Google Analytics Custom Metrics Caveats

Suppose every week I want to calculate the lifetime value of all my customers, and send that data into Google Analytics (Universal) via the Measurement Protocol.

  1. I set up LTV as a User level custom dimension.
  2. I set up LTV as a Currency custom metric.
  3. I sent in some test data.
  4. I created a custom report, as shown below

LTV within Google Analytics

The problem

User 10 has a LTV of £100, and User 3 £599. You can see this in the custom dimension.

The trouble is that because I have set the LTV multiple times for each User ID (as it updates each week), the LTV metric is incorrect. Google Analytics has summed each value it has seen for that customer, which is the default behaviour of metrics, but not what I want.

I can’t use this metric for anything useful.

Let’s look at the custom dimension value. This is ok (because I set it a User scope Google Analytics will automatically override all previous values ever seen for this user). But I can’t used it to create a segment that says ‘Show me everyone who’s LTV is > 100’ because the dimension is a string not a float.

It is also difficult to create a report that shows average LTV by traffic source, which is ultimately what I want to do.

(NOTE: Don’t get hung up on LTV. This could be any metric which changes over time and you need the last value, e.g. NPS or customer satisfaction score. The same issues apply)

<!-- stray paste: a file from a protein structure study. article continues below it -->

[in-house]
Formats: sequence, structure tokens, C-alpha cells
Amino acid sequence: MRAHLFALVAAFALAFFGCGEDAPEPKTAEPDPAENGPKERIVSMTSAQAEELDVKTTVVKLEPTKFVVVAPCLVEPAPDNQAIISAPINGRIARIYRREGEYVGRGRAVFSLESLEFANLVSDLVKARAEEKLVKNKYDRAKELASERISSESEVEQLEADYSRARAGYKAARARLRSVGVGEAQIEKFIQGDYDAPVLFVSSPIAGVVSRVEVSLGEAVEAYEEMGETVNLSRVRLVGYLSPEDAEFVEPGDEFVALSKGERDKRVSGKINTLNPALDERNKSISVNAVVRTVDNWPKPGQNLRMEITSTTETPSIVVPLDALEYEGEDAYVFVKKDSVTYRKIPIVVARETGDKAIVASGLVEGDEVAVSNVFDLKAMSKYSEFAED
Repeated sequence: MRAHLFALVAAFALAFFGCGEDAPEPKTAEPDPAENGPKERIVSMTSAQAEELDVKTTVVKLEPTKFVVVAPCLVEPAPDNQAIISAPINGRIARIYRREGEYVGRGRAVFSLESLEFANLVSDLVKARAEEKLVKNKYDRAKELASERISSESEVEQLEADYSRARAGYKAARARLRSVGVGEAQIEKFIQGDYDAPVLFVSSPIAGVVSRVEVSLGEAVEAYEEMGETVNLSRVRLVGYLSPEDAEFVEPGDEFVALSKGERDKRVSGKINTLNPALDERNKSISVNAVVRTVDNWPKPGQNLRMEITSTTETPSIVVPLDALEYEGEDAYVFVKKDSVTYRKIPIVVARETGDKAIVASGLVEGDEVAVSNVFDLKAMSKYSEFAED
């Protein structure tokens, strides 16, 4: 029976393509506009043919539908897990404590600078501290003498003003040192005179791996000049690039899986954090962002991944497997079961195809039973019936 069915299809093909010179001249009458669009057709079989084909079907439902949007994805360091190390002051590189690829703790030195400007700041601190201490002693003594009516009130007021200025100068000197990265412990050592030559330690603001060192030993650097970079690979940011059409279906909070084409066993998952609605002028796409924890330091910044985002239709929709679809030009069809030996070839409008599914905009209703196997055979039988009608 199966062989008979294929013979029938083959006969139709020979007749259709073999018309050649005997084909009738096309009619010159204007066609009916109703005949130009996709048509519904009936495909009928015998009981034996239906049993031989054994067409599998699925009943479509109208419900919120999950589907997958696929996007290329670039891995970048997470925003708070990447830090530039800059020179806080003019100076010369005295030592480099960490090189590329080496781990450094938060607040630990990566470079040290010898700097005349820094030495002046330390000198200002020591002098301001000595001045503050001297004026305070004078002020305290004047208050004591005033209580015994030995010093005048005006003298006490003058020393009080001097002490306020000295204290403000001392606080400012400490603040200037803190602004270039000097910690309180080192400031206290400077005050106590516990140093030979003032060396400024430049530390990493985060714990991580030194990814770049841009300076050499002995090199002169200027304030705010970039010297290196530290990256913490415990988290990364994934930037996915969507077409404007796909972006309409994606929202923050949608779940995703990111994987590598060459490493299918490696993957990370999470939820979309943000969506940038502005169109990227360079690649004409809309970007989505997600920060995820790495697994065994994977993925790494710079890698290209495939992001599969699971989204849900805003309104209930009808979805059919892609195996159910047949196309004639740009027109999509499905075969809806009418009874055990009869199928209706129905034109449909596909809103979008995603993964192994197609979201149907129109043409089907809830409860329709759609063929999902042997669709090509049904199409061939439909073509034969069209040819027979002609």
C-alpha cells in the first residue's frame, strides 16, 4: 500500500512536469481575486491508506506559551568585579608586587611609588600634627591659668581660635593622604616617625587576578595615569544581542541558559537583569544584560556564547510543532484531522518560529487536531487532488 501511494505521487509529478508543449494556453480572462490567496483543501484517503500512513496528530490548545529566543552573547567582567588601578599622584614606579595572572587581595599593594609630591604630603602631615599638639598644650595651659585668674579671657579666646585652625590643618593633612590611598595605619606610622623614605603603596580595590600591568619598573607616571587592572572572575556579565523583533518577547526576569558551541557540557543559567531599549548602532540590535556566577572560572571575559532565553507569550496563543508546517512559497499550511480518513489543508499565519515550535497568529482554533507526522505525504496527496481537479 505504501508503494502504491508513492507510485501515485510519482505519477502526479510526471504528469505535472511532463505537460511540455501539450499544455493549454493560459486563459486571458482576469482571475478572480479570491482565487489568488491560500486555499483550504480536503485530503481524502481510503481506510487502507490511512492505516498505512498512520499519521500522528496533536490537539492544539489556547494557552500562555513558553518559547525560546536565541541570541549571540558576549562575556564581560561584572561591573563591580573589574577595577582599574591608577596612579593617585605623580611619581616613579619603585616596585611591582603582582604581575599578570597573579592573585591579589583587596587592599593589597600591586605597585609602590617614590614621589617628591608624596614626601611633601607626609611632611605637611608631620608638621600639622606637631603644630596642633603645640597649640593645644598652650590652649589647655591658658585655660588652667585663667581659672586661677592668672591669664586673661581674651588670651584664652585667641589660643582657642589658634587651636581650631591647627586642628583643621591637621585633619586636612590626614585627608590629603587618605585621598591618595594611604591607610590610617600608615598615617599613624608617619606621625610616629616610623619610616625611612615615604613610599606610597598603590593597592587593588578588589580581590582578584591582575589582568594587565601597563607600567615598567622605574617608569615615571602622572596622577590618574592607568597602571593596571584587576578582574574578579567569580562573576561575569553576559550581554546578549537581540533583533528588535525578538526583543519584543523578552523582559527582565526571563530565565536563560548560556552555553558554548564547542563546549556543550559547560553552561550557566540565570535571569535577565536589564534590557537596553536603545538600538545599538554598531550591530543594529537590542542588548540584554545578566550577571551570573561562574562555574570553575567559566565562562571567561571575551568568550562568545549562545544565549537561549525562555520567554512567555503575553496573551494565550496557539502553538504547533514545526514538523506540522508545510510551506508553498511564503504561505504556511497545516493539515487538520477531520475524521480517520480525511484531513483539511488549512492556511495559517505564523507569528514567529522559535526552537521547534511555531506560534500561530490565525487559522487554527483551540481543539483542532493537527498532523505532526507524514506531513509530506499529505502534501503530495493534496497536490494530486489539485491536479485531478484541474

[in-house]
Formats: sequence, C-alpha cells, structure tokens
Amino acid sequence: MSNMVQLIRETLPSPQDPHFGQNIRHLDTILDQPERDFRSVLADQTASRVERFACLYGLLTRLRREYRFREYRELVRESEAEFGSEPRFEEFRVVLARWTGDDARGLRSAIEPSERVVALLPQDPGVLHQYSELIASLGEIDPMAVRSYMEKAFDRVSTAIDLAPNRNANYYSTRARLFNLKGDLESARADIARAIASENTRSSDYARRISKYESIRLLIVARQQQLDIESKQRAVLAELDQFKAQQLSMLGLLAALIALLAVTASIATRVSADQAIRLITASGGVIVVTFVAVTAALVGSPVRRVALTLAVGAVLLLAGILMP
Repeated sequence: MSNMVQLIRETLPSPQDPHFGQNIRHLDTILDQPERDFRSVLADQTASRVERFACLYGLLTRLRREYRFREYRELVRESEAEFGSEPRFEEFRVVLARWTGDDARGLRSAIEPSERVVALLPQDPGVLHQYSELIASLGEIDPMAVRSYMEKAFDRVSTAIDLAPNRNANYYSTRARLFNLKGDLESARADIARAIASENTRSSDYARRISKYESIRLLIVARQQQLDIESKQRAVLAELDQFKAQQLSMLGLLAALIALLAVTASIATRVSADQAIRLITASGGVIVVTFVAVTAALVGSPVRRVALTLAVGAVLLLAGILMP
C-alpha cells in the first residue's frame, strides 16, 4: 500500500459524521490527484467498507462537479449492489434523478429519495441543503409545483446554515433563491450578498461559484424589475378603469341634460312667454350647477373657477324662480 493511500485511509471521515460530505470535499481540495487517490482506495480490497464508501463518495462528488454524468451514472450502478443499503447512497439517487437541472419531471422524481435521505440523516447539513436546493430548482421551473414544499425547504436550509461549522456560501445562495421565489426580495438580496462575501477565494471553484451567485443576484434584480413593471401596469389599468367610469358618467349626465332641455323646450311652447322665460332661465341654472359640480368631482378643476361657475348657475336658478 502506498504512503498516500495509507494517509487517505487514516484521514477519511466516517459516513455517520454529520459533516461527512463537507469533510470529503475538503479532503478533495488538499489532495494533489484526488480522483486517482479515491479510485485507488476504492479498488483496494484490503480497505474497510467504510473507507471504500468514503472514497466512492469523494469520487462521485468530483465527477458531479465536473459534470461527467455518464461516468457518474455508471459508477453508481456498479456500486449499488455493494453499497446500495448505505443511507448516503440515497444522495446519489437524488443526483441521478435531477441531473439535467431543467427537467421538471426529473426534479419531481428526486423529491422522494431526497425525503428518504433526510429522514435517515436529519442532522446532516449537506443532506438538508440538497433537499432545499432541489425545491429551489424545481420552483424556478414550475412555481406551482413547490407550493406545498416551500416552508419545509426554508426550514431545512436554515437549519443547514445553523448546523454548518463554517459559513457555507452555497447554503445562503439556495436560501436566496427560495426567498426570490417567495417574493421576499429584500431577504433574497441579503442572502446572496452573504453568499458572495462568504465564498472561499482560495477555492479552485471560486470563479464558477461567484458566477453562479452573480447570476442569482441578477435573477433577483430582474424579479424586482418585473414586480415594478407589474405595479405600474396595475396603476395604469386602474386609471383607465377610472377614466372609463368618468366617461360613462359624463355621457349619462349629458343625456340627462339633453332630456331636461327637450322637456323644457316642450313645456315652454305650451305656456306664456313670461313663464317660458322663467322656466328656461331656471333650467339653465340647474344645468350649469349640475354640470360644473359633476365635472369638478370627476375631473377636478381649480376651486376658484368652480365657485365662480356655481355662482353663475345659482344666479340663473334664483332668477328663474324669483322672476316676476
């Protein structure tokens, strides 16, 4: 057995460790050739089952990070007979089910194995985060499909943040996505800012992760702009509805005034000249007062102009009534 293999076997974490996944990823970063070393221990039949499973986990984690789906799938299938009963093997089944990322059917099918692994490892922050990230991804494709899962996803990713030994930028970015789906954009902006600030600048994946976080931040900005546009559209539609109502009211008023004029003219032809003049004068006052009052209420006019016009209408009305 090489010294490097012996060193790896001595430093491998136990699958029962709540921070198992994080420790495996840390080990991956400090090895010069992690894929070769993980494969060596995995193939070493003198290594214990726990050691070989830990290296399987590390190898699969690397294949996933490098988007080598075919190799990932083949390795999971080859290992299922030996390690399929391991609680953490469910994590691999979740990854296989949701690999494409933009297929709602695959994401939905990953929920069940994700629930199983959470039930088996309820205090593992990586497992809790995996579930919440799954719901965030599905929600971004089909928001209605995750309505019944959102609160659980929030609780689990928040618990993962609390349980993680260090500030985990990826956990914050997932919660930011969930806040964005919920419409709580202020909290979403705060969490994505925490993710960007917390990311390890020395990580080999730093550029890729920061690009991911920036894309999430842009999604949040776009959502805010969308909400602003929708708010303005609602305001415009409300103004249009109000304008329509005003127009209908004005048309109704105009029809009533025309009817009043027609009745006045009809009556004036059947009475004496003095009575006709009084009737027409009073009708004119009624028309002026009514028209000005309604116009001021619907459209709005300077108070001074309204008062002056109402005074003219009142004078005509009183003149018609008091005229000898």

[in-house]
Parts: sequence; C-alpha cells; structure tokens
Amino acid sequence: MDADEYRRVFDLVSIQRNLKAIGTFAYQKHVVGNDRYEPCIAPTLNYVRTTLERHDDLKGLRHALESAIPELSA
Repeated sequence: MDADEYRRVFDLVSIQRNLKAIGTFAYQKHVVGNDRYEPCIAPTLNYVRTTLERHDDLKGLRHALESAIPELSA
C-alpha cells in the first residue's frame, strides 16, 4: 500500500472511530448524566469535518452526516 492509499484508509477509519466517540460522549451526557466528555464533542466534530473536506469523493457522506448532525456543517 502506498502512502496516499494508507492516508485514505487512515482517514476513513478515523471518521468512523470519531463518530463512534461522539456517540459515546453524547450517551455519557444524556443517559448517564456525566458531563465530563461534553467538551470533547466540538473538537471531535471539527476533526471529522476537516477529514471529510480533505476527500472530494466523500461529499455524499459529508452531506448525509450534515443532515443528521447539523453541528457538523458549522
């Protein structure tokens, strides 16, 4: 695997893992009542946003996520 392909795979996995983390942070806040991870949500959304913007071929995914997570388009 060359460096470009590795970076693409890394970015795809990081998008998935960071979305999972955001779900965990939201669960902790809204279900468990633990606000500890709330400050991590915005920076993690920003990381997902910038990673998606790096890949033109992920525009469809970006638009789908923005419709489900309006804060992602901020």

Assessing the options

The option to get around this problem are to export all GA data and creating the report outside of it, which bring up two problems:

  1. Log level export from Google Analytics requires Premium (not the free version) and BigQuery. Google haven’t sorted out the contracts either so this option isn’t available in the UK yet.

  2. Why use Google Analytics in the first place? If you push data into Google Analytics just to take it out a while later, what’s the point in putting it in their in the first place. Sure you have some pretty reports, but if you can’t analyse the metrics that really matter to your business, why bother with it?

Breaking free

A platform such as (KISSmetrics)[ might be more suitable. Or, as I am beginning to advice my clients to do, is to create a more custom built data management platform that addresses their specific needs.

Need expert Google Analytics help?  Why not consider hiring a Google Analytics consultant?

Ed Brocklebank (aka Metric Mogul) is an analytics and digital marketing consultant. He helps business of all sizes become more data-driven through measurement, strategy and activation. He works as a Strategic Analytics Director at Jellyfish in London, as well as delivering training on behalf of Google and formerly General Assembly.